The New York Red Bulls go into the Eastern Conference semifinals as favorites.
This is weird, because the Houston Dynamo have been to the last two MLS Cups, and because Dom Kinnear is the second-best postseason coach in MLS history. They should be favorites.
But this is also not weird, because the Red Bulls often go into their opening playoff round as favorites. They were last year, against D.C. United, and they were two years before that, against San Jose. They've been favorites quite often, because they win the "how's it look on paper?" talent battle against almost everyone.
Now that the Curse of Caricola is broken, they're not just favorites on paper. People actually expect them to win -- especially because they've absolutely smoked Houston this year. Doused them in gasoline and set them on fire.
Here are a couple of tactical notes ahead of Sunday's showdown (3:30 pm ET; NBC)
Get direct into the final third
The Dynamo are a very sound defensive team that can scramble well to cope with either long build-up, or smart build-up, or both. But they are bizarrely vulnerable to direct play into the final third.
The Red Bulls have happily made use of that time and time again:
Obviously they're not going to score off the kick today (I'll bet you a million dollars they don't). But there will be times where Houston are compressing the midfield, and New York finds avenues of attack either directly over the top, or with a cutting through-ball.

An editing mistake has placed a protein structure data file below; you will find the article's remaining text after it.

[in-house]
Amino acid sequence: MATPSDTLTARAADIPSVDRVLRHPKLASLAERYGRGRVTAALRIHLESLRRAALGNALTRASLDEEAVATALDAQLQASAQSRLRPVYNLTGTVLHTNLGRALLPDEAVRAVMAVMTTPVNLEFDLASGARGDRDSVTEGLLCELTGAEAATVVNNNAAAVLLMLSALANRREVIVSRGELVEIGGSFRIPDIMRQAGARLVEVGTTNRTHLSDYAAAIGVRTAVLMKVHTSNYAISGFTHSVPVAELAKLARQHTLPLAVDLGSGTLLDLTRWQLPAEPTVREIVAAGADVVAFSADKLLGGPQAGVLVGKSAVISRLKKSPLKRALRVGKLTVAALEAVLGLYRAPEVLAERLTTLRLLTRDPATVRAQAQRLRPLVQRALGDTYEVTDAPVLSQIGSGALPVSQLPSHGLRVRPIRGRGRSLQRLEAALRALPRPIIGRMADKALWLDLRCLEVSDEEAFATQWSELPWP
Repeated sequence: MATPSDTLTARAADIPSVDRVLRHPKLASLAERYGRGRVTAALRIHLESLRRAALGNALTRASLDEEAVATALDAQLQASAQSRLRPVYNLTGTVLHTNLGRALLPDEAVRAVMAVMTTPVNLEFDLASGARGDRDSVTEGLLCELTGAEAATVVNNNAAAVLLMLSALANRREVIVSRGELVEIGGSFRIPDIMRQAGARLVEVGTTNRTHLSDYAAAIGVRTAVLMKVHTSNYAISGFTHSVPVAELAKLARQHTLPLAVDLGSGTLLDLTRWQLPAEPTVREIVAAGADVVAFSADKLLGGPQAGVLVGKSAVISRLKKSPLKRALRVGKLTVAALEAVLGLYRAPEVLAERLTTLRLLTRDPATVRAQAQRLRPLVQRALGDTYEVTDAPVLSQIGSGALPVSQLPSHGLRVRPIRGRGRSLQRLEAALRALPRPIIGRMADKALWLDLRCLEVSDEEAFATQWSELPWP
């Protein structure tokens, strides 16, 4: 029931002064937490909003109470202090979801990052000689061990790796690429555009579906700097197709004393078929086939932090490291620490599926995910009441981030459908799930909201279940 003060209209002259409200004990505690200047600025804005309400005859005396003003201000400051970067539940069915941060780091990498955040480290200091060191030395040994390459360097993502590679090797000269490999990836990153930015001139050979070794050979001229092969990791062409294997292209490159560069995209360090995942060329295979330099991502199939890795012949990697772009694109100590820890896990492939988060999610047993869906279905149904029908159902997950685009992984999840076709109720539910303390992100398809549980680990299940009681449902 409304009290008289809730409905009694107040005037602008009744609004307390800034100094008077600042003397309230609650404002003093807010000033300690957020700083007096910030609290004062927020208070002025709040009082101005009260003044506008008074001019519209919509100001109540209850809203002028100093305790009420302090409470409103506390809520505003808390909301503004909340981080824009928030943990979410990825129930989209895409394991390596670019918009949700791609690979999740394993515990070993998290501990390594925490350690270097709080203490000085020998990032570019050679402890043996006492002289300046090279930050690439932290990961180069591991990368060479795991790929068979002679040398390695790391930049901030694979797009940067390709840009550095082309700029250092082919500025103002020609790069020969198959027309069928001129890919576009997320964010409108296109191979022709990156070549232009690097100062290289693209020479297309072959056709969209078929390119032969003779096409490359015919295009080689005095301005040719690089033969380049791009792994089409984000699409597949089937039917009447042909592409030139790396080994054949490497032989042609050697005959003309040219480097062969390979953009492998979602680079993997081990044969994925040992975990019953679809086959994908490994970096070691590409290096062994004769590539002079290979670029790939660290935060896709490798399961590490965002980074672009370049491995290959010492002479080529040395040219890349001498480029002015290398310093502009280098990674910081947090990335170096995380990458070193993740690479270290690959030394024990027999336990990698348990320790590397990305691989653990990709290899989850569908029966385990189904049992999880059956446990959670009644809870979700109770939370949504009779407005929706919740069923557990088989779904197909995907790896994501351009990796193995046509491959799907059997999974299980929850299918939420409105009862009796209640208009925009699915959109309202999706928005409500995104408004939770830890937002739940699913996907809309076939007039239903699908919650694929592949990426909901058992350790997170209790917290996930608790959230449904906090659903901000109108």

Peguy Luyindula, of all people, turns out to be the true danger man for Houston to keep an eye on:
If he's given that much time, he will pick passes that rip up the defense. But if you press too tight, you run the risk of getting exposed over the top.
It's a delicate balance, and there's no easy answer, nor is there a right answer that will work 100 percent of the time. Got to play the percentages if you're in orange.
Deny Boniek the ability to pick his spots
People don't seem to realize that the Dynamo have become Boniek Garcia's team, and that the reason they've done so is because he is absolutely an elite attacking weapon.
Look at the numbers below. Boniek's keeping some good company, especially on a per minute basis:
|Player||Chances Created from Open Play||Minutes|
|García, Oscar Boniek||50||1899|
|Le Toux, Sebastien||46||2222|
"Deny Boniek" is basically a repeat of my scouting report from the Houston vs. Montreal game.
But it really is worth repeating, so here you go, Red Bull fans: Your team has to make Boniek a winger, not a playmaker. Force him to cross the ball hopefully into the area, where Jamison Olave should dominate, instead of allowing him to combine in and around the box.
If Boniek is able to combine in and around the box, he will either set up Will Bruin for a chance (he's finishing those now, by the way), or draw a PK.
Take it from Hernan: